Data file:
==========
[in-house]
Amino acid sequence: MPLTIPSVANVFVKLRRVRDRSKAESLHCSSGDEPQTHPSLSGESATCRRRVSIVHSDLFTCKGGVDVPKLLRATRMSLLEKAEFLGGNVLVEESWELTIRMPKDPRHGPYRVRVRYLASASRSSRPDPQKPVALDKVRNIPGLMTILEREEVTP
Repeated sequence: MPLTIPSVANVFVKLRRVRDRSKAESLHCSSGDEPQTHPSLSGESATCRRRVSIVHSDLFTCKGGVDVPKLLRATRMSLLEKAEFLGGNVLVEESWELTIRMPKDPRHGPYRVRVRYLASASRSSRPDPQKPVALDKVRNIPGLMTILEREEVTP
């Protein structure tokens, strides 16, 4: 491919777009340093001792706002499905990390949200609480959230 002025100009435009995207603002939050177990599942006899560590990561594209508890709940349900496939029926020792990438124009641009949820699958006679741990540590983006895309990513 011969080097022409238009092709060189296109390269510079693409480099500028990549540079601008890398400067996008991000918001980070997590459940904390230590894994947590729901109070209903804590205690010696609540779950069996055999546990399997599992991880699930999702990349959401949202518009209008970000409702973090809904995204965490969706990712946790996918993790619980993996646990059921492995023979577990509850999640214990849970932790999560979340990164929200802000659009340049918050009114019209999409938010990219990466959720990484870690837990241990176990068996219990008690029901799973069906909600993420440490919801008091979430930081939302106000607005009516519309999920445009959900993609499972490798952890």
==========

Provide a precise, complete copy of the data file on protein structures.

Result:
[in-house]
Amino acid sequence: MPLTIPSVANVFVKLRRVRDRSKAESLHCSSGDEPQTHPSLSGESATCRRRVSIVHSDLFTCKGGVDVPKLLRATRMSLLEKAEFLGGNVLVEESWELTIRMPKDPRHGPYRVRVRYLASASRSSRPDPQKPVALDKVRNIPGLMTILEREEVTP
Repeated sequence: MPLTIPSVANVFVKLRRVRDRSKAESLHCSSGDEPQTHPSLSGESATCRRRVSIVHSDLFTCKGGVDVPKLLRATRMSLLEKAEFLGGNVLVEESWELTIRMPKDPRHGPYRVRVRYLASASRSSRPDPQKPVALDKVRNIPGLMTILEREEVTP
């Protein structure tokens, strides 16, 4: 491919777009340093001792706002499905990390949200609480959230 002025100009435009995207603002939050177990599942006899560590990561594209508890709940349900496939029926020792990438124009641009949820699958006679741990540590983006895309990513 011969080097022409238009092709060189296109390269510079693409480099500028990549540079601008890398400067996008991000918001980070997590459940904390230590894994947590729901109070209903804590205690010696609540779950069996055999546990399997599992991880699930999702990349959401949202518009209008970000409702973090809904995204965490969706990712946790996918993790619980993996646990059921492995023979577990509850999640214990849970932790999560979340990164929200802000659009340049918050009114019209999409938010990219990466959720990484870690837990241990176990068996219990008690029901799973069906909600993420440490919801008091979430930081939302106000607005009516519309999920445009959900993609499972490798952890």